Write to your MP and save Solar PV!

Energise Sussex Coast has joined the call from the community energy sector in expressing dismay at the proposed end of the Feed In Tariff and Export Tariff, scheduled for March 2019 and asking for action to stop it.

Energise Sussex Coast are asking people to write to their MP and ask for them to do something about this threat to solar PV.

Here is a Copy of Energise Sussex Coast’s letter:

 

Dear Amber Rudd MP,

We are writing to bring to your attention recent policy changes from the UK government which will effectively halt the installation of new small-scale renewable generation causing loss of jobs and investments and limiting our ability as a country to meet our carbon targets.

We ask that you urgently raise this issue with Greg Clark, Secretary of State for the Department for Business, Energy and Industrial Strategy, to ask him to continue to pay an export tariff which will provide remuneration for energy supplied by small-scale generators. We were encouraged to see Claire Perry confirm in the House of Commons that exported electricity “should not be provided to the grid for free”, but it is vital that this assurance is carried through.

You may already be aware of similar campaigns by the Solar Trade Association, 10:10 and Community Energy England – we fully support these campaigns.

The Feed-in Tariff has been a hugely successful government scheme to provide financial incentive and support to small-scale generation. It has helped nearly one million homeowners, small businesses, schools and hospitals to own their own energy and embrace the transition to a low-carbon future. For community energy groups, this scheme has been invaluable – it has allowed us to flourish and grow, engaging with more of our local community to reduce energy spend and fuel poverty.

The government announced major reductions to the tariffs in 2015, as well as a plan to close part of the scheme. The effect of this was immediate – installations fell from over 20,000 a month to just a few thousand and have continued to decline since. The loss of jobs has also been just as dramatic with a 32% loss in the solar industry from 2015-2016. To add insult to injury, the government has now also announced that they will close the export tariff element of the scheme – this pays generators for any power they export to the grid. Not providing this remuneration will result in any new installations after March 2019 providing their energy to the grid for free, becoming the only participants in the energy system that are not paid for the energy they produce.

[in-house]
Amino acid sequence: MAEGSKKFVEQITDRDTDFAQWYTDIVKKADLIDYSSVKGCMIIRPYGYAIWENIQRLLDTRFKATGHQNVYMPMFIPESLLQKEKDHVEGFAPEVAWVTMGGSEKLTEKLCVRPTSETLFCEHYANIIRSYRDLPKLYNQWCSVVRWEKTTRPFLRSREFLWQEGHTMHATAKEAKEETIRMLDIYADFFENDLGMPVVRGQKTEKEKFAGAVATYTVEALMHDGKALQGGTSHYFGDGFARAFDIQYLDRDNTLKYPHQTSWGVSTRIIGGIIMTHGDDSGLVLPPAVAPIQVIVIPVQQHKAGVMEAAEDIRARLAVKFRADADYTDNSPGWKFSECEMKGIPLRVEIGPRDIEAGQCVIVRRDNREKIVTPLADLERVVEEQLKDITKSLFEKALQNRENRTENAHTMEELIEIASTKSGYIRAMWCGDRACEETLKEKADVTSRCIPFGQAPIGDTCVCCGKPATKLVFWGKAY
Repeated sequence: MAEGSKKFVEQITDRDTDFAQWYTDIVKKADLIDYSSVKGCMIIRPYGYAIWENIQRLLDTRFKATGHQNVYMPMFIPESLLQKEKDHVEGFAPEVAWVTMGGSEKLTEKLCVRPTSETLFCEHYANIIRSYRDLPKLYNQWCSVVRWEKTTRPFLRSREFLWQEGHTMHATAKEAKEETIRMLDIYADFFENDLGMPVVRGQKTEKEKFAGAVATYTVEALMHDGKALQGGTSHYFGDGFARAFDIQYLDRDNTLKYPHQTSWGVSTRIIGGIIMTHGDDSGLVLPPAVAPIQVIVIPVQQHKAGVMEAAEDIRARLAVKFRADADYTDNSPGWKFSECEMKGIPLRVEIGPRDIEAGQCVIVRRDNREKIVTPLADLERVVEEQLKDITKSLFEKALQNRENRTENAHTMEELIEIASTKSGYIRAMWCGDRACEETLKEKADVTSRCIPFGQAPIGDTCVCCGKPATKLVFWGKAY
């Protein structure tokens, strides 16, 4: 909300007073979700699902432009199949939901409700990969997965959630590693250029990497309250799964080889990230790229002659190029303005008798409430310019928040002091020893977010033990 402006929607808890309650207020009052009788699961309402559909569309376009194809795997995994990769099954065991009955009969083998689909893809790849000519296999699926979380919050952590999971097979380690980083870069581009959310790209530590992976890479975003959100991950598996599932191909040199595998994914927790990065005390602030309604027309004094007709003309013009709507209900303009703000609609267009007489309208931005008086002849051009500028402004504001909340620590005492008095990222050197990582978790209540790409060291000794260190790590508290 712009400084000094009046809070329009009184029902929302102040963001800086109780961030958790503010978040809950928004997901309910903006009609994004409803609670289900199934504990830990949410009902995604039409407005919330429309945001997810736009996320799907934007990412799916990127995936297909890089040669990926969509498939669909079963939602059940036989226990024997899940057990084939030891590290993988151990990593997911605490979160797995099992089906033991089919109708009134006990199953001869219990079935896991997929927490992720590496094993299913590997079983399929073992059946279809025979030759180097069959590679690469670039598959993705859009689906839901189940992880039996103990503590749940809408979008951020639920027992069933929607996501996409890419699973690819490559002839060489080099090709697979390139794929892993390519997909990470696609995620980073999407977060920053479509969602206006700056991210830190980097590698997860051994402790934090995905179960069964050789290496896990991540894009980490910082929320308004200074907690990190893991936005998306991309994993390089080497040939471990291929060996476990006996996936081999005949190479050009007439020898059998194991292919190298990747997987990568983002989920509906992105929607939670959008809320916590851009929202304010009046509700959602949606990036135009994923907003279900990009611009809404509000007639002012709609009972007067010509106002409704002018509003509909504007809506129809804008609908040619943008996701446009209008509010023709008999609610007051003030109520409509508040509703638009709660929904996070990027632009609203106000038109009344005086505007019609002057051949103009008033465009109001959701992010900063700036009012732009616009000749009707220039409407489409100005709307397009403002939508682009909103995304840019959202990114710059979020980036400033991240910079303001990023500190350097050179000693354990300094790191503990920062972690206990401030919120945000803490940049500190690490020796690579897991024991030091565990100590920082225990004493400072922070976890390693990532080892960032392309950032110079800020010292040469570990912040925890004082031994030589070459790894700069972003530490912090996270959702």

As well as bringing jobs and investment to both the national and local economies, small-scale generation delivers multiple benefits to the energy system which result in reduced infrastructure costs – savings that will be passed onto the consumer.

This Autumn we’ve announced our first community energy investment offer in Hastings. Energise Sussex Coast, in partnership with Brighton Energy Coop, are raising £180,000 through community shares to fund 250 kilowatts of solar panels (roughly 1066 panels as it happens) on East Sussex College. The college will save roughly £4250 per year on its energy bills.

Putting energy generation into the hands of individuals, small businesses and communities triggers a shift in attitudes towards energy and the environment – BEIS’ own survey shows 80% public support for renewables. Understanding where power comes from and having a vested interest in its worth, gives individuals and communities a sense of ownership. It prompts concerns about energy efficiency and security of supply and, above all, it engages people directly in the fight against climate change.